by Sean Levine
Finally, change for the better is officially afoot in the world of private placements. With the world engulfed in the COVID-19 pandemic, this exciting regulatory policy shift comes not only as a much-needed opportunity for the little guy, but could prove to be a significant driver of America’s economic recovery, as well.
On March 4, the SEC proposed sweeping changes to several rules covering private capital raise registration and regulation exemptions, in an effort to “provide a more rational framework, eliminate complexity and increase access to capital while preserving and enhancing important investor protections.”
Historically the go-to mechanism for most larger, institution and high net worth-focused capital raises is either Reg D 506b or 506c. Reg D will see only minor adjustments. The other expected changes will be to Reg A+, where the maximum annual cap raise limit will increase by 50%, from $50 million to $75 million and secondary shareholder participation will also increase by 50%, from $15 million to $22.5 million.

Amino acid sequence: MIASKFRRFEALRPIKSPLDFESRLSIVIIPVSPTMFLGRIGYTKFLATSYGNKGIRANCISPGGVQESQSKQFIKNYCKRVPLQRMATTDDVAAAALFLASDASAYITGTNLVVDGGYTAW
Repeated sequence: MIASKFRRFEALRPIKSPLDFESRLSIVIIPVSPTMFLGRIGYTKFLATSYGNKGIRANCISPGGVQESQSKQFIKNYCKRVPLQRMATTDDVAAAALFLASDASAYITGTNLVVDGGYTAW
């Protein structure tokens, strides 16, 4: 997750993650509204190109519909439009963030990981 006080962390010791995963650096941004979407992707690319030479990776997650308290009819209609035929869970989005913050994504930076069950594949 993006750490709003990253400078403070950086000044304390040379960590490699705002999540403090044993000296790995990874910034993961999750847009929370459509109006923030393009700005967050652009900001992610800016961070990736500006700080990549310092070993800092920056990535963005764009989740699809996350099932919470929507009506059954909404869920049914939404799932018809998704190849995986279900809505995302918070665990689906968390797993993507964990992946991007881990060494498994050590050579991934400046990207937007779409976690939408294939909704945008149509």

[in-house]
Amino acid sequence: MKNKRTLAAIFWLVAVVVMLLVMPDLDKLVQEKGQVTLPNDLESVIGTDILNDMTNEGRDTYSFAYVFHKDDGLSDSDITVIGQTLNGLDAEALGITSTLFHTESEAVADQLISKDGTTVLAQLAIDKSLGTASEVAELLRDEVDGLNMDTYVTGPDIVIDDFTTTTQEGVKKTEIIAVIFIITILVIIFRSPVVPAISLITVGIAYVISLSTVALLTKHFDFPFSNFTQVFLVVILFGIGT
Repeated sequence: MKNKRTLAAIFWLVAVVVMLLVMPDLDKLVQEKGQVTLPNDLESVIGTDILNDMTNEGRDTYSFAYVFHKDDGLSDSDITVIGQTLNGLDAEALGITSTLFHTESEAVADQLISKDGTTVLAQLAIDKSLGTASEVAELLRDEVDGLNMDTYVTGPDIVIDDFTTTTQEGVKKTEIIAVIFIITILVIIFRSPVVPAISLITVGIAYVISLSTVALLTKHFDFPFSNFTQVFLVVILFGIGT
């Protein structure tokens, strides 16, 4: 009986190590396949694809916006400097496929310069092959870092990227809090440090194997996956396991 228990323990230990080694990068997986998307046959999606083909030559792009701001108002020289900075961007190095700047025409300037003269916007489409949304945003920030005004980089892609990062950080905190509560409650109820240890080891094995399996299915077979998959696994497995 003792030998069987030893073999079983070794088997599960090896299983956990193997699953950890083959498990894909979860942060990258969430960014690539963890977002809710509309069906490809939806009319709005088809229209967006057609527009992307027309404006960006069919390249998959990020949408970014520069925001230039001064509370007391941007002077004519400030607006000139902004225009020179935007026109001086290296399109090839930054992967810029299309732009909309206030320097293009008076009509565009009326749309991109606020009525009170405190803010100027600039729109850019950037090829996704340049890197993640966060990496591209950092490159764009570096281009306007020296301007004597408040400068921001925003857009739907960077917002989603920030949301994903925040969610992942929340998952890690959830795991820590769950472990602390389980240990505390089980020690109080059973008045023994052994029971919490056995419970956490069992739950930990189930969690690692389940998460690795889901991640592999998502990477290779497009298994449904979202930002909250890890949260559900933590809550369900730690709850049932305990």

The most extensive proposed changes however lie within the rules governing Regulation Crowdfunding (Reg CF for short). The Reg CF exemption has — until now — been effectively useless for raising capital due to the $1.07mm cap. Frankly, Reg CF was considered a joke that only a small niche of companies ever utilized, tainted as a trivial way to raise capital. Philosophically, Reg CF has been more akin to a Kickstarter or GoFundMe campaign than to a mainstream method to raise growth capital.
With the envisioned Reg CF changes, the private capital universe will experience a positive shockwave for early-stage issuers at the Seed and Series A capitalization round levels.
Reg CF is the progeny of the 2012 JOBS Act, with the governing rules not taking effect until four years later in 2016. The act sought to create a mechanism for regular, non-accredited (i.e., for lack of better shorthand, “not wealthy”) investors to participate to a greater degree in private capital markets. Additionally, the SEC recognized the difficulty start-ups and early-stage companies had accessing capital markets relative to their larger peers. Reg D offerings are only available to accredited investors and institutions often unwilling to take a chance on unproven companies, and frequently involve significant fundraising costs. Meanwhile, Reg A raises are burdened by onerous filing and disclosure requirements often making that type of offering equally unsuitable.